One of the most common questions I get asked after people are diagnosed with type 2 diabetes is "Will I progress to type 1 diabetes when I need insulin?".
There's a couple of things to pick on here, but let's start by clearing up the myth that if you have type 2 diabetes, it is a given that you will one day need insulin. Having type 2 diabetes does not guarantee that you will one day need insulin. Many people with type 2 diabetes don't ever need insulin (and some people can actually reverse their diabetes!), so let's take that off the table.
The second thing then, is, if you do end up needing insulin, does that mean you have type 1 diabetes? Or in other words, would your diabetes have progressed from type 2 diabetes to type 1 diabetes?
The answer surprises most of my clients, because, no requiring insulin does not mean you now have type 1 diabetes. To understand why this is, let's quickly recap the difference between type 1 and type 2 diabetes.
In type 1 diabetes, the body attacks the pancreas, killing off the cells that would normally produce insulin. This means that insulin levels quickly go from normal and healthy levels, to suddenly dropping, and eventually no insulin is being produced at all. We can measure this by testing for autoantibodies (signs the body has been attacking itself) and measuring the levels of insulin in the body.
In type 2 diabetes, we are still producing insulin when we are diagnosed, and for years later (at least in most cases, unless someone is diagnosed very late). The reason that blood sugar levels increase is due to insulin resistance, we can think of it that we are still producing insulin, but our body isn't responding to it as well as it should be. Medications that we take for type 2 diabetes often rely on our own insulin production to work, and help our body continue to produce insulin, and to respond properly to the insulin we produce.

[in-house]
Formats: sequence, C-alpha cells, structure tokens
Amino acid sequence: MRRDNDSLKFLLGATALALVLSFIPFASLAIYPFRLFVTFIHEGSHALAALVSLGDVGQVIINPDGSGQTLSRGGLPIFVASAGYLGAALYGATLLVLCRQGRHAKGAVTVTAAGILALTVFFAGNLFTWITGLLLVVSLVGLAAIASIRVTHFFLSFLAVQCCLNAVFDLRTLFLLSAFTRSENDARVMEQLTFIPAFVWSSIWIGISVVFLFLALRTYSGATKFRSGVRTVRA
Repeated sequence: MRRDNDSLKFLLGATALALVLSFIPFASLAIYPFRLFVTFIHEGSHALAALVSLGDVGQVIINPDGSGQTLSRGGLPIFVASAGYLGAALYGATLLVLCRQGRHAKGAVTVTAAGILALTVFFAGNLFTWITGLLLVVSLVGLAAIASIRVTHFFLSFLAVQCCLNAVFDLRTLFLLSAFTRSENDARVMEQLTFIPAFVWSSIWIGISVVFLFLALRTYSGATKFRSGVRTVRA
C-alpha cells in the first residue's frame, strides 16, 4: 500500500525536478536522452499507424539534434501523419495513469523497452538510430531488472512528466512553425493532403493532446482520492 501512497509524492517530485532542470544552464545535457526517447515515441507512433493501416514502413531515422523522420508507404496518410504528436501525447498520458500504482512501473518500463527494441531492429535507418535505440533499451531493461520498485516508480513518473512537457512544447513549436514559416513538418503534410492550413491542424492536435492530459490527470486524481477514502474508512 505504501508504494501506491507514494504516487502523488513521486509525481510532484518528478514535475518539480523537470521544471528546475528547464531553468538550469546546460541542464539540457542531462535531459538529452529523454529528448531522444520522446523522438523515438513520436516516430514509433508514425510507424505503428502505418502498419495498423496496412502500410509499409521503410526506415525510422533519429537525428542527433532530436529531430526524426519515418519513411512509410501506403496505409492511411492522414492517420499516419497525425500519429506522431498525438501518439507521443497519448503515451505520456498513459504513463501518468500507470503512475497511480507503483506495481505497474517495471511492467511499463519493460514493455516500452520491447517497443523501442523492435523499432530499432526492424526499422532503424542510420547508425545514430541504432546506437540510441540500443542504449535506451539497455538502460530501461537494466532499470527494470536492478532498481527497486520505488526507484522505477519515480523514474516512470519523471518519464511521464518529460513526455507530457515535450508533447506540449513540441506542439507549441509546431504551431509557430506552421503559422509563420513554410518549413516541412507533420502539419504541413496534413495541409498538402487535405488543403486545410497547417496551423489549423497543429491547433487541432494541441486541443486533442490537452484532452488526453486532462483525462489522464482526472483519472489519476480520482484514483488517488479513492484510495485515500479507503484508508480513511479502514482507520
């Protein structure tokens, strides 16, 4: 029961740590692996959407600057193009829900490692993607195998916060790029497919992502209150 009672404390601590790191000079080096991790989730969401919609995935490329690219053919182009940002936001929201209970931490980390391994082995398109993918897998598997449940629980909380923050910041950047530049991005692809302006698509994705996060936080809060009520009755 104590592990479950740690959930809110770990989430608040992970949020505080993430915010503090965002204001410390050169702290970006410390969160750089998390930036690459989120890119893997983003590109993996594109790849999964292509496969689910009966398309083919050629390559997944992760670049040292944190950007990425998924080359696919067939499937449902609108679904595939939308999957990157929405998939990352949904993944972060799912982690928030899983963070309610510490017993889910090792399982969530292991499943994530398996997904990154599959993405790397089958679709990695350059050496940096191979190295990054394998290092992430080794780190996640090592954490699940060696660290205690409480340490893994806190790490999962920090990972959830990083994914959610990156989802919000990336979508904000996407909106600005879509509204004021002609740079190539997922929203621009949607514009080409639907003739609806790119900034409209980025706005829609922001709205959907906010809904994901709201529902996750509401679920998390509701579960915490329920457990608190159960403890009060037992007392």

Over time, particularly if we are undiagnosed or not getting the right treatment, we actually start to produce more and more insulin, as you can see on the graph to the right, to combat the insulin resistance. This may go on for years, with our insulin output actually increasing and increasing. Our poor pancreas is working over time to help keep our blood sugar levels down!
As when we work ourselves too hard, our pancreas is the same. After working overtime for (in most cases) many years, the pancreas starts to slack of and produce less and less insulin. Again, this decrease may happen over a long time (until type 1, which is comparatively quick). At some point, it may be that your GP suggests you start taking insulin due to this low insulin production.
If you're blood sugar is well managed, this reduces the strain on your pancreas, meaning it's less likely you will end up needing insulin. However, it's important to remember that each individual with type 2 diabetes is unique, so the way one person's diabetes progresses does not mean that will be your diabetes journey.
If you're looking for help managing your blood sugar levels, finding healthy meals and snacks, understanding your condition or any other aspect of diabetes management, get in touch with us today and start getting in control again.